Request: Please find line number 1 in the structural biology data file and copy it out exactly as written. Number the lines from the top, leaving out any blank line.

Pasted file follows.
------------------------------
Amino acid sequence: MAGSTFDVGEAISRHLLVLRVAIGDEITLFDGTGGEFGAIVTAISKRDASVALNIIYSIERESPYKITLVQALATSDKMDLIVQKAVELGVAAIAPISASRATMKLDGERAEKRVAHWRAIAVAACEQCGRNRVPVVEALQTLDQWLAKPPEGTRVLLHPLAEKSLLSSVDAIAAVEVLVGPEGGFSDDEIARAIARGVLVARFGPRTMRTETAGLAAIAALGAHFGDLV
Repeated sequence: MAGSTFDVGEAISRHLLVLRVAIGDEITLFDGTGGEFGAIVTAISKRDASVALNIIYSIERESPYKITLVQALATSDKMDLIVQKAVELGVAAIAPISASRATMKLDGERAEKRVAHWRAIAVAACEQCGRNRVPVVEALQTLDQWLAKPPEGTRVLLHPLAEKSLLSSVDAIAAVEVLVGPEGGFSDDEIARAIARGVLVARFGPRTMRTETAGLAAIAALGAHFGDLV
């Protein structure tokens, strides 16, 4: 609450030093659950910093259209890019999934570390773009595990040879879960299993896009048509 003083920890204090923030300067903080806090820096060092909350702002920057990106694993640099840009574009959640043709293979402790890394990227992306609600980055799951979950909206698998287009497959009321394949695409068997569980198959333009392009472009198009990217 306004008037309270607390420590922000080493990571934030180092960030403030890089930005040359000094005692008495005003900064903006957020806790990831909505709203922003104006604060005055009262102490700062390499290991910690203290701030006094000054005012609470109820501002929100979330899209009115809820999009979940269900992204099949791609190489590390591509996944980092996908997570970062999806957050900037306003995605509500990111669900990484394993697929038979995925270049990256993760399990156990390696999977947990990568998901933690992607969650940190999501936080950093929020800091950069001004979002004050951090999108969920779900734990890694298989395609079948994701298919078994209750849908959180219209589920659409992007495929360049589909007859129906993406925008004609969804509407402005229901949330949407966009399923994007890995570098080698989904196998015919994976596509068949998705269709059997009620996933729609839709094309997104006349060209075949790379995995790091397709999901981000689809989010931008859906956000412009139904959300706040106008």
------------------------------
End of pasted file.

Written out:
Amino acid sequence: MAGSTFDVGEAISRHLLVLRVAIGDEITLFDGTGGEFGAIVTAISKRDASVALNIIYSIERESPYKITLVQALATSDKMDLIVQKAVELGVAAIAPISASRATMKLDGERAEKRVAHWRAIAVAACEQCGRNRVPVVEALQTLDQWLAKPPEGTRVLLHPLAEKSLLSSVDAIAAVEVLVGPEGGFSDDEIARAIARGVLVARFGPRTMRTETAGLAAIAALGAHFGDLV